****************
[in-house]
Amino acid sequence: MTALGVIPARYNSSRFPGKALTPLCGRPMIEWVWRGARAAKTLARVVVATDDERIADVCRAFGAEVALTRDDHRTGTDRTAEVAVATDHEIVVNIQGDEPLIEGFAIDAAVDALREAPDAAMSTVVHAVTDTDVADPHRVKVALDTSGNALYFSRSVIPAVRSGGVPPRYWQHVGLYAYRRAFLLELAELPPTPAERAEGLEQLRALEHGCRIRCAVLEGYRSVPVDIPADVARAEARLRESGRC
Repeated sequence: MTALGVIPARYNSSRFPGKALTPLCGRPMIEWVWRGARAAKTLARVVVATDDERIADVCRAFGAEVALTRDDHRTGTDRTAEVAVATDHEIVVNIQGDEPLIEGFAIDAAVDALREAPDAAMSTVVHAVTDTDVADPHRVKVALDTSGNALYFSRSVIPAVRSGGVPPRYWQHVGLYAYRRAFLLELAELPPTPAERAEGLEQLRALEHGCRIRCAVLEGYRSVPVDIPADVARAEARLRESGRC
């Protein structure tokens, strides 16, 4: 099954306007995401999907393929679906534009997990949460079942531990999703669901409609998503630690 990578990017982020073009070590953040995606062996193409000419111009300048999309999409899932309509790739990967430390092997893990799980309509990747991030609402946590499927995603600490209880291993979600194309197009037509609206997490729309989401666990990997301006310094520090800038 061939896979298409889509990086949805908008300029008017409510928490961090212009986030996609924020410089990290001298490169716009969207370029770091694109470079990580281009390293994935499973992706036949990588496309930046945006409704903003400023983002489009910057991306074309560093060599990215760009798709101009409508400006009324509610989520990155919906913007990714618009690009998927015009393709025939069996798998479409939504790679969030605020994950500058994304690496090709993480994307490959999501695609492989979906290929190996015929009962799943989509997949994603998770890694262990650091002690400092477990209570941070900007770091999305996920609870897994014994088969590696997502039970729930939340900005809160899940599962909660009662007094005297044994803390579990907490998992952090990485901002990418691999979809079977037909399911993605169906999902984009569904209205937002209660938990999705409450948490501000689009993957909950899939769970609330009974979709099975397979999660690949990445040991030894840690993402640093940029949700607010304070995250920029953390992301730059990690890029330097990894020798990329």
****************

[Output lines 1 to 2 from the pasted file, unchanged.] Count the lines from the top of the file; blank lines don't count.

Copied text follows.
[in-house]
Amino acid sequence: MTALGVIPARYNSSRFPGKALTPLCGRPMIEWVWRGARAAKTLARVVVATDDERIADVCRAFGAEVALTRDDHRTGTDRTAEVAVATDHEIVVNIQGDEPLIEGFAIDAAVDALREAPDAAMSTVVHAVTDTDVADPHRVKVALDTSGNALYFSRSVIPAVRSGGVPPRYWQHVGLYAYRRAFLLELAELPPTPAERAEGLEQLRALEHGCRIRCAVLEGYRSVPVDIPADVARAEARLRESGRC